If you read this blog, you must know that its title is taken from Larry Levis' The Widening Spell of the Leaves. Levis is my all-time, #1 requirement for my "desert island" backpack. Which book(s)? I'd want all of them, but the next best thing is The Selected Levis, poems selected by David St. John from all six of his virtuosic collections of poetry. But this is not the book I'd like to write about today (I've already posted at least twice about it), although I believe it is indispensable for anyone interested in reading/writing poetry.
If Levis' six books comprise the Torah, then the Talmud is A Condition of the Spirit, The Life and Work of Larry Levis--a 663-page collection of essays, interviews and responses to him and to his work. Christopher Buckley and Alexander Long have done a masterful job of putting together "Some of The Life" from those who experienced it, "Larry Levis on Poetry," a collection of Levis' own words about his work, and "Response to the Work," articles of scholarly criticism, along with an "Epilogue," including Levis prose piece, "Piazza Navona."
The usefulness of A Condition of the Spirit for students, poets, critics, scholars, or anyone interested in "the best poet of his generation," according to Phillip Levine, cannot be overstated. Space does not allow a proper introduction to this volume. The bulk of this post, therefore, will comprise but a sampling of its illuminative powers--an amplification of some of Levis' earlier work, notably the poems, "Rhododendrons" and "Waking," found in his second volume, The Afterlife.
On a recent trip to New Mexico, I stopped into "The Black Cat Coffee Shop & Bookstore" in Truth or Consequences. The experience could (and should) fill an entire blogpost. The result pertinent to this one, however, is that among the "finds," I walked away with a 1976 issue (#22) of the poetry journal, Open Places, with Larry Levis and his (then) wife, Marcia Southwick on the cover and featured inside with 3 poems each. (I paid .50 for the journal, which originally sold for $1.50, and is now selling for an average price of $30.00.) With no malice toward Southwick, I was struck by how her poems paled in the presence of Levis'--particularly his poem, "Rhododendrons," which I had read, but not for some time. In order for readers to appreciate both the poem and the commentary by Southwick herself in a chapter I happily found later by her in A Condition of the Spirit, "What's Wrong with this Picture," I reprint it below:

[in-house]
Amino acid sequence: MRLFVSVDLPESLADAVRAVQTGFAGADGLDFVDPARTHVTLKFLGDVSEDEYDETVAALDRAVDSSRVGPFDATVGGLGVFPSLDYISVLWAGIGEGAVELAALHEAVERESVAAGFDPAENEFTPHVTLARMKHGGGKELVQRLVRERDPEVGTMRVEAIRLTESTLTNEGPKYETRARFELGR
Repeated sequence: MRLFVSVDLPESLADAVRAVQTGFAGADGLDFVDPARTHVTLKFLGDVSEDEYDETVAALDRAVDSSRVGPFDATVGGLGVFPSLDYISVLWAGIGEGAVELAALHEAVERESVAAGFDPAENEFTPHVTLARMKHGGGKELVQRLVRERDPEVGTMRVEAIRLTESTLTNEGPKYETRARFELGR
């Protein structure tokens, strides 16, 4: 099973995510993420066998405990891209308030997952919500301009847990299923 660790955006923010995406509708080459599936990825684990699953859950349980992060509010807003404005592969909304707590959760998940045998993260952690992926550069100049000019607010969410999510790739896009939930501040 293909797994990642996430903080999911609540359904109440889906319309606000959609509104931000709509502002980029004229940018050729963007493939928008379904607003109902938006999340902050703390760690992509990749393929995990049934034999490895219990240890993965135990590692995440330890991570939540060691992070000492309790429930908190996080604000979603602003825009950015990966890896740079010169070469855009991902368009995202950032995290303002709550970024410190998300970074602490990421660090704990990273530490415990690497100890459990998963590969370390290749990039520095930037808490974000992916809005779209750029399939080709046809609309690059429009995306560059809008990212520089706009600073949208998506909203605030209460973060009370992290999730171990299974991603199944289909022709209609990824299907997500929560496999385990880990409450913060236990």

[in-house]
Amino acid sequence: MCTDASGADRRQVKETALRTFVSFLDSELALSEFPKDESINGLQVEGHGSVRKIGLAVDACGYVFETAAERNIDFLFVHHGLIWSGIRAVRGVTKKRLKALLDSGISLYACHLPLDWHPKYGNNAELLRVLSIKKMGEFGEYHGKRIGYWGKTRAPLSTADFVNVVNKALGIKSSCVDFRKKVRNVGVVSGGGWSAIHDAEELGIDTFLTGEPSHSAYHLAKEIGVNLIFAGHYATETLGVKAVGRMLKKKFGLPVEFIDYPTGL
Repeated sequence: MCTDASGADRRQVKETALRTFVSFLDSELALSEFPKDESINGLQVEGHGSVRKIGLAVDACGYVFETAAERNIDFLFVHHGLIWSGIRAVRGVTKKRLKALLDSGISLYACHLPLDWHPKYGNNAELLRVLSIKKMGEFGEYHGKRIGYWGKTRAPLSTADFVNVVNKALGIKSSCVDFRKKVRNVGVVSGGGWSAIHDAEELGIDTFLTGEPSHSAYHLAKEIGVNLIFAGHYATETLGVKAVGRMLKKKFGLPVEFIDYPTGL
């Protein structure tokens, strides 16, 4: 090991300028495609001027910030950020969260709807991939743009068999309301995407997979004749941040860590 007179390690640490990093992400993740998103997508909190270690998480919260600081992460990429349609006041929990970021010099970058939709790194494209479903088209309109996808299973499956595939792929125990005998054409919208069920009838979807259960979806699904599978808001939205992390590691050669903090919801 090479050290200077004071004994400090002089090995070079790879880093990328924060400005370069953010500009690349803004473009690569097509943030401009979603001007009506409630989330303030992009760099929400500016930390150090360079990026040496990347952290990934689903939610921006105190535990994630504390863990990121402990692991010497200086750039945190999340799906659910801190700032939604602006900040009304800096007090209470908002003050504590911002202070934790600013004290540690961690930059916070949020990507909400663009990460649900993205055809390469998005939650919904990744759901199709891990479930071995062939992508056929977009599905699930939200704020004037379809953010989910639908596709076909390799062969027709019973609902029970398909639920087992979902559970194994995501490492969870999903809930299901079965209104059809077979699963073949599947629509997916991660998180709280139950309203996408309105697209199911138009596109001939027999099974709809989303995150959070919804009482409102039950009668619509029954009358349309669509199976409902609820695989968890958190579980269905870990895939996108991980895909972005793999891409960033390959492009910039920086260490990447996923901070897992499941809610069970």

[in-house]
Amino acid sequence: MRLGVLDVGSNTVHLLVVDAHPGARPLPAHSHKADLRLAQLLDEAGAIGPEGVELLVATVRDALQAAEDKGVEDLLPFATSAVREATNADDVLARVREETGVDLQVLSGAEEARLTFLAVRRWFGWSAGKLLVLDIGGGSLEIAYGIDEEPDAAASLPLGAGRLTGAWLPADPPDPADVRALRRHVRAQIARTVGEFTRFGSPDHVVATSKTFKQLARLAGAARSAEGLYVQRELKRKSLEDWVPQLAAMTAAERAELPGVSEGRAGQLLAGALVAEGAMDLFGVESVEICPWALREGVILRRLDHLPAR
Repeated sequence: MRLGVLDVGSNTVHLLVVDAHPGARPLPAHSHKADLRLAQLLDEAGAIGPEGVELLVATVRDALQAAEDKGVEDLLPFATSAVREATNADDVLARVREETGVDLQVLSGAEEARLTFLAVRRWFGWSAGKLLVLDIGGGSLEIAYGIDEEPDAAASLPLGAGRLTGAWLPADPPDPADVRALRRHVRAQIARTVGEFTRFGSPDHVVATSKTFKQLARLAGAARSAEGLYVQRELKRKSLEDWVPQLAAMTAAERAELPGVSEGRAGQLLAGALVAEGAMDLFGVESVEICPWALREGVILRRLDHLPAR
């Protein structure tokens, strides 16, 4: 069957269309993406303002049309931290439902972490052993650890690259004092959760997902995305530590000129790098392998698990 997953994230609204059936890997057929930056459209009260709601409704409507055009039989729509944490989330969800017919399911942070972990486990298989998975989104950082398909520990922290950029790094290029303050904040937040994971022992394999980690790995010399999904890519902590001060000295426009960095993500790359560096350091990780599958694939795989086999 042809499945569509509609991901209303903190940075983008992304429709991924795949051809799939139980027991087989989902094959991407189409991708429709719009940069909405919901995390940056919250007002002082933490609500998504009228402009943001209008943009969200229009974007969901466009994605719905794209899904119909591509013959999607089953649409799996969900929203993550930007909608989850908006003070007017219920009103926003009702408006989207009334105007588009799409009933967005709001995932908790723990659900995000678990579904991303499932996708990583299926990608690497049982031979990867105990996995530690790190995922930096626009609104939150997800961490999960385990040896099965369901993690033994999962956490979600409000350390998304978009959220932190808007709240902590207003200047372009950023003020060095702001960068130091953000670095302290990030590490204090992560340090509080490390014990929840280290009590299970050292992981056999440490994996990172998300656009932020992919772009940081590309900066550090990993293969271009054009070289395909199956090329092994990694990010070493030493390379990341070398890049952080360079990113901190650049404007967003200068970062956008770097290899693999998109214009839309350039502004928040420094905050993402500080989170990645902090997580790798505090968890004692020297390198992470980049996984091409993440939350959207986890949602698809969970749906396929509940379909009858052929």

Winter has moved off
somewhere, writing its journals
But I am still afraid to move,
afraid to speak,
as if I lived in a house
wallpapered with the cries of birds
I cannot identify.
Beneath the trees
a young couple sits talking
about the afterlife,
where no one, I think, is
whittling toys for the stillborn.
but I don't know.
Maybe the whole world is absent minded
or floating. Maybe the new lovers undress
without wondering how
the snow grows over the Andes,
or how a horse cannot remember those
frozen in the sleigh behind it,
but keeps running until the lines tangle,
while the dead sit cooly beneath their pet stars.
As I write this,
some blown rhododendrons are nodding
in the first breezes. I want
to resemble them, and remember nothing,
the way a photograph of an excavation
cannot remember the sun.
The wind rises or stops
and it means nothing.
I want to be circular;
a pond or a column of smoke
revolving, slowly, its ashes.
I want to turn back and go up
to myself at age 20,
and press five dollars into his hand
so he can sleep.
While he stands trembling on a street in Fresno,
suddenly one among many in the crowd
that strolls down Fulton Street,
among the stores that are closing,
and is never heard of again.
I had read Rhododendrons before, but reading it from this flimsy journal was almost a mystical experience, knowing that Levis had only published one book four years prior, knowing that this was probably the poem's first printed iteration, and knowing all that would come afterwards for Levis--all of the yet unwritten masterpieces, the awards, his untimely death.
When I returned home, I immediately opened A Condition of the Spirit, looking for anything that might shed more light on this era of Levis' life. And did I ever find something. Marcia Southwick's essay, "What's Wrong With This Picture," tells of living on the ninth floor of the Tiger Motor Lodge in downtown Columbia, Missouri, when Larry was writing this poem, and others that appeared in the journal and "The Afterlife." Southwick writes that there wasn't much to do for entertainment, except for shooting pool at "The Spot," stealing traffic signs, or staying in their room, "downing twinkies and chocolate doughnuts along with [their] martinis." There was one other pastime--playing a game called "What's Wrong With This Picture?" Southwick explains:
Larry might draw a one-eyed man and ask me to determine what was wrong with the drawing. I'd say, "A man has two eyes, not one?" He'd reply, "No. He's a Cyclops. A Cyclops isn't bald." Then I might draw a cat noosed by its neck to a tree, and he'd say, "Cats don't commit suicide?" I'd reply, "No. See the tiny watch on its wrist? Cats, don't wear watches."